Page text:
The Cardinal’s Circle marks 10 years of preparing students

November 26, 2019

Daniel Cardinal DiNardo visits students from Our Lady of Guadalupe Catholic School. (Photo courtesy of the Development Office)

HOUSTON — The mission of The Cardinal’s Circle is to help Inner City Catholic Schools (ICCS) maintain a standard of academic excellence in curriculum and staff, and provide tuition assistance required by a large portion of their student population.

Through an annual contribution of $5,000, members invest in the lives of students at 12 ICCS, which provide opportunities for urban children and their families faced with incredible financial challenges. 

Founded in 2010 by Archbishop Emeritus Joseph A. Fiorenza as a commitment to society and students in the Archdiocese’s urban areas, the organization celebrates a decade of providing this financial support to more than 16,000 students since its inception.

Archbishop Fiorenza said that the idea for The Cardinal’s Circle came after two Archdiocesan golf tournaments were joined into one, opening the door to develop the organization to help raise funds for the schools.

“It was an effort to engage the whole Archdiocese in this concentrated effort to keep our inner city schools available to the people who cannot pay the tuition,” he said. “These schools offer wonderful education. They’re academically very strong. Their graduates go on to do very well in high schools, and some now are even graduates from college.”

Nabor Mireles Jr., who is a junior in the honors program at the University of Texas in Austin, attended St. Augustine Catholic School. 

“Catholic education means that I have been blessed to have received education from the very best and I have an obligation of service to others,” he said. “I am grateful and hope to give back to my community.”

Mireles is a first-generation college student. His ultimate goal is to be accepted into medical school. He is the founder of a pre-med honors society at the university.

“I am sincerely grateful for the investment made towards my education,” he said. “I am confident St. Augustine instilled in me a strong faith and work ethic.”

Carolina Herrera Sonora, who is a freshman math major on a pre-law track at the University of Houston, attended Resurrection Catholic School.

She said, “A Catholic education prepares one to accept other views but stay consistent with the teachings of the Church.”

Sonora said she hopes to become a family and immigration lawyer.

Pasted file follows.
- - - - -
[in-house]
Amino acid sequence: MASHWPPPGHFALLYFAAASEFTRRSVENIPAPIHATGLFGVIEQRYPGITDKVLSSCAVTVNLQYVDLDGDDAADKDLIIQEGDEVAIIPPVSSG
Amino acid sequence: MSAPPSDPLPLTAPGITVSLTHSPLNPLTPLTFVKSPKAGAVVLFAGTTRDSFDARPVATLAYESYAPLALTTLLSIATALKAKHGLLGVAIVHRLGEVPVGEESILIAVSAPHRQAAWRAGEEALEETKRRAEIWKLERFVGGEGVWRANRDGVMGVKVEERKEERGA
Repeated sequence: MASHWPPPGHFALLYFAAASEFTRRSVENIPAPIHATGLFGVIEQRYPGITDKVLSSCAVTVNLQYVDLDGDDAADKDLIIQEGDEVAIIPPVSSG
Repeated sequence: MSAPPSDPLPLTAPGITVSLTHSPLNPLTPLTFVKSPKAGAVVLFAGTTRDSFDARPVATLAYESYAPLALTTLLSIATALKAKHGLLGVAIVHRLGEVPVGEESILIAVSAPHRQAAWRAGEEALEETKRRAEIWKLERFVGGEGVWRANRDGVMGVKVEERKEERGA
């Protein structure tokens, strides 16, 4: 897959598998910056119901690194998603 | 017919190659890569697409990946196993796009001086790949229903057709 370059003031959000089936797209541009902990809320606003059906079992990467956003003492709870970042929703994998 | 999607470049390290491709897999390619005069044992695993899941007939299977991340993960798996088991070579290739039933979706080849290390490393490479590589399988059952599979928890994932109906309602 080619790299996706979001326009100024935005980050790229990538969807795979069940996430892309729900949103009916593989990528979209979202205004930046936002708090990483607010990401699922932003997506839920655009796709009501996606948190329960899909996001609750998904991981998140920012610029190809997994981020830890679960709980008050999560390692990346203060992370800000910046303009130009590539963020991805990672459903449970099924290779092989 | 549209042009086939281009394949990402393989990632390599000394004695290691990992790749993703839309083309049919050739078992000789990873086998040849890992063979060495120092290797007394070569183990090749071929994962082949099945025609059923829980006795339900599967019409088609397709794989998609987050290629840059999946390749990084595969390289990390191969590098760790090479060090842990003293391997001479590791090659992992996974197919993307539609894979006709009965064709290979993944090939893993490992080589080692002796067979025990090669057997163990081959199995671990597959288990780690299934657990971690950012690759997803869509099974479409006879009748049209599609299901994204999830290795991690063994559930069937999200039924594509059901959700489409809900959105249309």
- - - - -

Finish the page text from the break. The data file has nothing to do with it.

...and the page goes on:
“Without the support of The Cardinal’s Circle, my parents would not have been able to afford such a privilege,” she said. “The effects of the blessing of Catholic education will forever be present in my life.”

Archbishop Fiorenza said the fact that we have students from these schools are now doing so well educationally, not only finishing high school well, but college, is a wonderful testimony to the generosity of the people who support the organization.

“Without The Cardinal’s Circle, we wouldn’t be able to assist these schools to provide this type of excellent education to our students,” he said.

Irazema Ortiz, principal at Our Lady of Guadalupe Catholic School (OLG), said that the donations from the organization have allowed the school to have newer textbooks and resources as well as provide professional development for teachers.

“Professional development has allowed the school to ensure that our teachers continue to strengthen their practice throughout their career,” she said. “Students have also had the opportunity to attend educational field trips. These field trips are the best tools that we can use to provide every student with real-world experiences.”

Without the additional funding, Ortiz said, OLG wouldn’t have the school LED digital marquee sign that has helped immensely with recruitment or the technology interactive Promethean boards, which are touchscreen.

“This amazing technology not only enhances the way teachers teach, but it also enhances the way students learn,” she said. “It has allowed to enrich learning experiences by projecting visual elements.”

Archbishop Fiorenza said the organization also honors Daniel Cardinal DiNardo.

“Being a member of The Cardinal’s Circle is a way of honoring him and honoring his desire that these schools continue to be available to parents who are not able to send their kids to many of our schools,” he said.

Archbishop Fiorenza said it is rewarding to see what students in ICCS are able to do with their education beyond their school, being both “outstanding Catholic citizens and productive in their desire to help others get a good education as they were assisted.”

“I am happy and proud to get The Cardinal’s Circle established and that it has done very well,” Archbishop Fiorenza said. “It is a big joy and satisfaction to me.”